David Barton reacts to the DOMA decision: 3 major areas are now in play

This morning on radio, David Barton called in to provide his insight into the Supreme Court’s rulings on Proposition 8 and the Defense of Marriage Act. Glenn’s feelings were split. On one hand, he was glad to see the government get out of the marriage business, but he also feared what the Prop 8 dismissal meant for our civil liberties. David Barton, meanwhile, looked into the implications the decisions will have for churches and other religious institutions.

“What's happened is that the decision, the DOMA decision, has brought in probably at least three major areas into play that weren't into play before,” David explained. Those three areas are:

  1. The military
  2. The State Department
  3. Conscience cases

The Military

“One is going to be the military because the military is under federal jurisdiction, federal law. It's not a state,” David said. “And so in that sense what we've been fighting the last two years is trying to protect the rights of chaplains not to have to perform gay marriage against their will, and two consecutive years the president has threatened to veto the defense spending if we didn't get that out of there that now becomes a real problem because we were able to do that before. Under DOMA we said, ‘Wait a minute. Under federal law you as the chaplain don't have to do this. DOMA defends you.’ We don't have DOMA anymore.”

“So now you watch the pressure on the chaplains and you watch what will happen now without DOMA,” he continued. “And we've already had this. We've already are two and three star generals tell these guys, look, if you don't like it, get out of the military. If you can't go along with this, get out. So now that will escalate. The rights of conscience are a real problem.”

The State Department

“The secondary where it will have a big impact is through the State Department. Now, the State Department has had DOMA in place, but hey've been ignoring it,” David explained. “I got word today from down in Central America the State Department saying, ‘Hey, sorry, we're going to withhold all State Department funds to your country until you get gay marriage in your Constitution.’…And see, that's another aspect, too, is in Kenya. Kenya has in its constitution we don't do abortion in Kenya, and the State Department said until you get that out, you don't get more funds.”

“Now people, you know, people don't keep up with the State Department anyway, but this will escalate State Department efforts to promulgate those two particular lifestyles instead of, you know, have at least a little restraint,” he continued. “And, you know, the next president would come in and it goes from president to president, who promotes and who doesn't. So that goes away.”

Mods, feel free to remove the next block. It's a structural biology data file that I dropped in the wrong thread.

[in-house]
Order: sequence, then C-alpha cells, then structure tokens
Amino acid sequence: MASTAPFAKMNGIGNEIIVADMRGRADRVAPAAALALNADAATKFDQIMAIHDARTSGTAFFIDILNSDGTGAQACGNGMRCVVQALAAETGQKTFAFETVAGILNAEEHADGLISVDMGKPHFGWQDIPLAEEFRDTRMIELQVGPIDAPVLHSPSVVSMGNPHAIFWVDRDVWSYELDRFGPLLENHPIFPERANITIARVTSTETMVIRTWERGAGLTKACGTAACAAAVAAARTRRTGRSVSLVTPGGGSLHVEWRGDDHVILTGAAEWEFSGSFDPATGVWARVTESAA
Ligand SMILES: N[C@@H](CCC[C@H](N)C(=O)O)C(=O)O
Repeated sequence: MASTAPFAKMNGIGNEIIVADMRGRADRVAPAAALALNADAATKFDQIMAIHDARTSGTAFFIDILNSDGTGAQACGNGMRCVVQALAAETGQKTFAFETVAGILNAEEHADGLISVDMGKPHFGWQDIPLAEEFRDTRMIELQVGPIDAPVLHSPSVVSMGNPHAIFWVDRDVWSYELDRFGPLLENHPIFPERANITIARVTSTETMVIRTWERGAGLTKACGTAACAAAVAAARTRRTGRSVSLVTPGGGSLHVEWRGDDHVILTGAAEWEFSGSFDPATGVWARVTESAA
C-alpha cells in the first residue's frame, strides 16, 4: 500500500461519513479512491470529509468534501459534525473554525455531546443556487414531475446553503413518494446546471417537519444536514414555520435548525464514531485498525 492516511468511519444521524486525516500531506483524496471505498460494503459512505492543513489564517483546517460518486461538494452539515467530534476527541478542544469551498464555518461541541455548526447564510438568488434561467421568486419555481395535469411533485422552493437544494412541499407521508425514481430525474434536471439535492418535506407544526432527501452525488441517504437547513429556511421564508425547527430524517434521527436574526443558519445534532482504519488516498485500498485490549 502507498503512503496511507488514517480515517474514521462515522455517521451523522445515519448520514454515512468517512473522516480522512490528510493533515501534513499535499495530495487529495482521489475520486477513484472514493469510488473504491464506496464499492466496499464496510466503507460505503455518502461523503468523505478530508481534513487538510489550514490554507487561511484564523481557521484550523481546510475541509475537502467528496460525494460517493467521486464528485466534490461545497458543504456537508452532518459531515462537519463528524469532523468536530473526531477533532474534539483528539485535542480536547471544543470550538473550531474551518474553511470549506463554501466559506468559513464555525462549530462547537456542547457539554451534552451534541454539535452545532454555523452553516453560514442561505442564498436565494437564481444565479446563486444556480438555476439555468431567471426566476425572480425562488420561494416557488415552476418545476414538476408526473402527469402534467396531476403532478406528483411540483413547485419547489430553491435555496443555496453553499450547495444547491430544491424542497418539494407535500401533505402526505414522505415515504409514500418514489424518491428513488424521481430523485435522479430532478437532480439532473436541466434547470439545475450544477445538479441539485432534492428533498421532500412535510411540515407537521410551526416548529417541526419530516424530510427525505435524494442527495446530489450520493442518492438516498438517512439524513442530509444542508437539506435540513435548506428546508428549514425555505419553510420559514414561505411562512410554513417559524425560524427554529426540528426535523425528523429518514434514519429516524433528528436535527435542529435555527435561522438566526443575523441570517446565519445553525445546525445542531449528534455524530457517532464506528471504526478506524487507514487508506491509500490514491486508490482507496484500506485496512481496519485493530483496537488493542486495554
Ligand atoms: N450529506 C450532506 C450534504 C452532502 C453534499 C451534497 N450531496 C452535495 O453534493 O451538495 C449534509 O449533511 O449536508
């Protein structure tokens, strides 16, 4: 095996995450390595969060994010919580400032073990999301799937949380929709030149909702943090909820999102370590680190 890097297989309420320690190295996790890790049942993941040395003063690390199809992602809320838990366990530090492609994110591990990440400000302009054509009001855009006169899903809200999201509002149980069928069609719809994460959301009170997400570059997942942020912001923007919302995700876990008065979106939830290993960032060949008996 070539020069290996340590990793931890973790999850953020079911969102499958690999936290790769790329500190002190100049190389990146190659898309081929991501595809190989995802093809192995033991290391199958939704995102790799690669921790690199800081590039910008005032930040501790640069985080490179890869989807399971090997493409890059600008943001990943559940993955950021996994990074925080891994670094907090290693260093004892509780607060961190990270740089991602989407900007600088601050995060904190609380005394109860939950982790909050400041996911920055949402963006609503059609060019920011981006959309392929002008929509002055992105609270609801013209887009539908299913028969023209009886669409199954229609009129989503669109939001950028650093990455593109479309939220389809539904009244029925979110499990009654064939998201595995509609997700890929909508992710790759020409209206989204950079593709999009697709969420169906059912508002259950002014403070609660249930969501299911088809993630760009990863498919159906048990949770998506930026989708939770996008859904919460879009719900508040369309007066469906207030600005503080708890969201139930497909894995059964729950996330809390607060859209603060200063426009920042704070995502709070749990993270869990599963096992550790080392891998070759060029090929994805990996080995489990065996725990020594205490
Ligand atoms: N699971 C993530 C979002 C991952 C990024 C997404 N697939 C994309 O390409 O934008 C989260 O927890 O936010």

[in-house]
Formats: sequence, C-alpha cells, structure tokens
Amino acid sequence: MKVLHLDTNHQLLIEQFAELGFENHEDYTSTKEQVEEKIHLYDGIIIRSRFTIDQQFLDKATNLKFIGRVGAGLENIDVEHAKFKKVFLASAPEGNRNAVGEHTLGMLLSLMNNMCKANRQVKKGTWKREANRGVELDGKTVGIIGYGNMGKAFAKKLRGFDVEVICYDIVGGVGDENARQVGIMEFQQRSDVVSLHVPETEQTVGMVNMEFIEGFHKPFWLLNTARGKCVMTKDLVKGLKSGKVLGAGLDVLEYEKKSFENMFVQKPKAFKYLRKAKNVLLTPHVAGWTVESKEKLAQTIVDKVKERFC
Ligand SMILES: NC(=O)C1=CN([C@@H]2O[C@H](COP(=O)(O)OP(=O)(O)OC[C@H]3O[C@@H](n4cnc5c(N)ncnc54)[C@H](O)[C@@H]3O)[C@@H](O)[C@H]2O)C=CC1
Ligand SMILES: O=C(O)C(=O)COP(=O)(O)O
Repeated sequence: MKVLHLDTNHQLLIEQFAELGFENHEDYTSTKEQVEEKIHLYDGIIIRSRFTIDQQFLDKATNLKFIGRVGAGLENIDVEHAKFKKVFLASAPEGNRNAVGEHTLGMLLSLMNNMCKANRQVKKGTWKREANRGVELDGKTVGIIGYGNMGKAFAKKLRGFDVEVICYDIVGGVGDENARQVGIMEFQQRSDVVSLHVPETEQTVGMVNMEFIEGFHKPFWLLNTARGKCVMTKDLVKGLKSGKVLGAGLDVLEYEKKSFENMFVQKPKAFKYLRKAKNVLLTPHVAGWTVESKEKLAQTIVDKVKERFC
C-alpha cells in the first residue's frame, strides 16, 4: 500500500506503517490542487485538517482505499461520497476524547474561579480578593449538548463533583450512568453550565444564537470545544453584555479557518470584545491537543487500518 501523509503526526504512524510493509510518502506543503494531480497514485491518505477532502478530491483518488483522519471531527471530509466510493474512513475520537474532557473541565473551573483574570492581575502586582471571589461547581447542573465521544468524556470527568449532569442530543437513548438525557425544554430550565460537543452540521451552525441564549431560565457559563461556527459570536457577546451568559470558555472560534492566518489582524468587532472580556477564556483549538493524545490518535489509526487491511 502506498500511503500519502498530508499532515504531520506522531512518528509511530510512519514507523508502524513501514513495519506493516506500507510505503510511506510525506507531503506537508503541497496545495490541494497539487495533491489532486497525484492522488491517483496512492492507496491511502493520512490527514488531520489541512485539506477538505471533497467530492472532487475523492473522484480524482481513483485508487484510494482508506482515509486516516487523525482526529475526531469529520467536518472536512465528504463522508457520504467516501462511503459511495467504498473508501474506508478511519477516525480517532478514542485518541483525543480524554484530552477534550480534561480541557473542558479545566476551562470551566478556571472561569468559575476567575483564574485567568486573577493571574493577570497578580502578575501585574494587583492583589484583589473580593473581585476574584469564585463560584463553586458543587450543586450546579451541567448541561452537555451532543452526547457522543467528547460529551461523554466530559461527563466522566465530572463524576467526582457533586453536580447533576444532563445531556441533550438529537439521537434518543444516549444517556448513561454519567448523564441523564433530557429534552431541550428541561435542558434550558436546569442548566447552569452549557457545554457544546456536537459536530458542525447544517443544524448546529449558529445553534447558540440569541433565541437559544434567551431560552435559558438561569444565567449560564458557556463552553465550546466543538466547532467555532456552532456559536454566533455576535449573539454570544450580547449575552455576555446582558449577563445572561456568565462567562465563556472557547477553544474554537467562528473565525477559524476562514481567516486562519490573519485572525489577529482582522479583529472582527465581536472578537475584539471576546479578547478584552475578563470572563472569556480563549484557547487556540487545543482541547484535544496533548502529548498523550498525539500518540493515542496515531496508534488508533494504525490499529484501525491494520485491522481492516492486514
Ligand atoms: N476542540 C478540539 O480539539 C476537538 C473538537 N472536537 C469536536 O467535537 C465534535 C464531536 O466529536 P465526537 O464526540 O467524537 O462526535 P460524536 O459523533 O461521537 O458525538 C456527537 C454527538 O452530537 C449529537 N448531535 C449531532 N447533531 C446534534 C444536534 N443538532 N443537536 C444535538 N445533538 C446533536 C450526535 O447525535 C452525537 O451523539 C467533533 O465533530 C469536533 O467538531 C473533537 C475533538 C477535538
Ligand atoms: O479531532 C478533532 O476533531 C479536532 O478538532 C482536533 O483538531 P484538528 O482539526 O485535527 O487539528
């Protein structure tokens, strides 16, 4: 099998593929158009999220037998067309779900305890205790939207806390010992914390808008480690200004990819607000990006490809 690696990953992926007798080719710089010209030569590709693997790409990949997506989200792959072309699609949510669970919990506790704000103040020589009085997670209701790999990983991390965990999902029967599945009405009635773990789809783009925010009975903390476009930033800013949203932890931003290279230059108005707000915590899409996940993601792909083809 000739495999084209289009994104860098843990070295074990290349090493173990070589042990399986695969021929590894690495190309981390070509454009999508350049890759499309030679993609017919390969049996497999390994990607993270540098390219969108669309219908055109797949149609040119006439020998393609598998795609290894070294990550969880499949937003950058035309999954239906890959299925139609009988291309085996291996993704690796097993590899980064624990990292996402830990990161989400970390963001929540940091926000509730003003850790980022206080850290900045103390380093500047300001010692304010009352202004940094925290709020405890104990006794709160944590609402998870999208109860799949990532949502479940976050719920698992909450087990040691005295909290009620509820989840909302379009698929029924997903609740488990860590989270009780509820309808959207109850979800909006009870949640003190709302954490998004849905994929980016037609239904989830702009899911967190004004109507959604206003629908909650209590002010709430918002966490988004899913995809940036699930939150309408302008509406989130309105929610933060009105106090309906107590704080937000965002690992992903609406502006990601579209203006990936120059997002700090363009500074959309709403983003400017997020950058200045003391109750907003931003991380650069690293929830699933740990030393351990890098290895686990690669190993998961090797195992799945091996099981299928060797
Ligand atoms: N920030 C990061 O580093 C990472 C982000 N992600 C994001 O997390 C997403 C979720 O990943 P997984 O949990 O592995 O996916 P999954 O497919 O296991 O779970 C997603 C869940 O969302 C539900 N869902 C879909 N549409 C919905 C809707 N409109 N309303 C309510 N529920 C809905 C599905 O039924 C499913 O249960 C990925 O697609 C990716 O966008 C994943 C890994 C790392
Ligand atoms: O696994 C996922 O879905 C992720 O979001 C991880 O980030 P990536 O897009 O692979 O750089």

Conscience Cases

“And the third thing that will happen with the DOMA decision is it now complicates the conscience cases we have all over the nation in states that do have gay marriage,” David said. “For example, New Jersey where a church said, ‘Hey, we don't do gay marriage’ and [the government] said, ‘Great, you lose your tax exemption.’ That's it."

Tax exemption could prove to be a huge bargaining chip for the government, if churches don’t begin to walk away from the loophole.

“What are we going to do to get churches to walk away from their income tax exemption,” Glenn asked.

“I mean, they need to at the state level. What they believe is that they can't survive without it. Now, I'm a big believer in the way Paul did it. Paul was bivocational. He had his own income so that he wasn't dependent on a church,” David explained. “Right now what happens is so many ministers depend on their church, and I'm sorry, I often call it church welfare. These are guys that get their check from the church and they don't want to mess with their check, don't want to jeopardize that. It's time for more pastors to become bivocational so that nobody can tell them what to do with their money. They own their own money. If the church money dries up, great, they are still ministers and they can still preach because they've got an income. So I'm really into that mold. And until we get out of the church welfare mold, the church takes care of me and I can't afford to lose my check from the church. It's going to be really tough to get the guys in a different direction.”

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Glenn has talked for a long time about reaching the end-of-the-road, the tipping point in which there is no return. In terms of religious freedom and protection under the First Amendment, it looks as though we have reached the point of no return.

“This, this is it,”David said. “Even the Prop 8 decision or non-decision as it is was – we don't allow the will of the people to stand, we're remanding it back. Well, guess what. They've already struck down the will of the people. So the Supreme Court in essence is saying, ‘Hey, we don't recognize the republican form of government.’ And that's a real problem. This is a time if we're going to keep our fundamental system as a republican form of government with traditional moral values and the basis of our Constitution, that plan has to go into effect. No question it has to go into effect.”

On Monday's episode of "The Glenn Beck Radio Program," Glenn opened up about the tragic death of his brother-in-law, Vincent Colonna Jr., who passed away unexpectedly on April 5. He also shared some of the important thoughts and insights he's learned through the grieving process.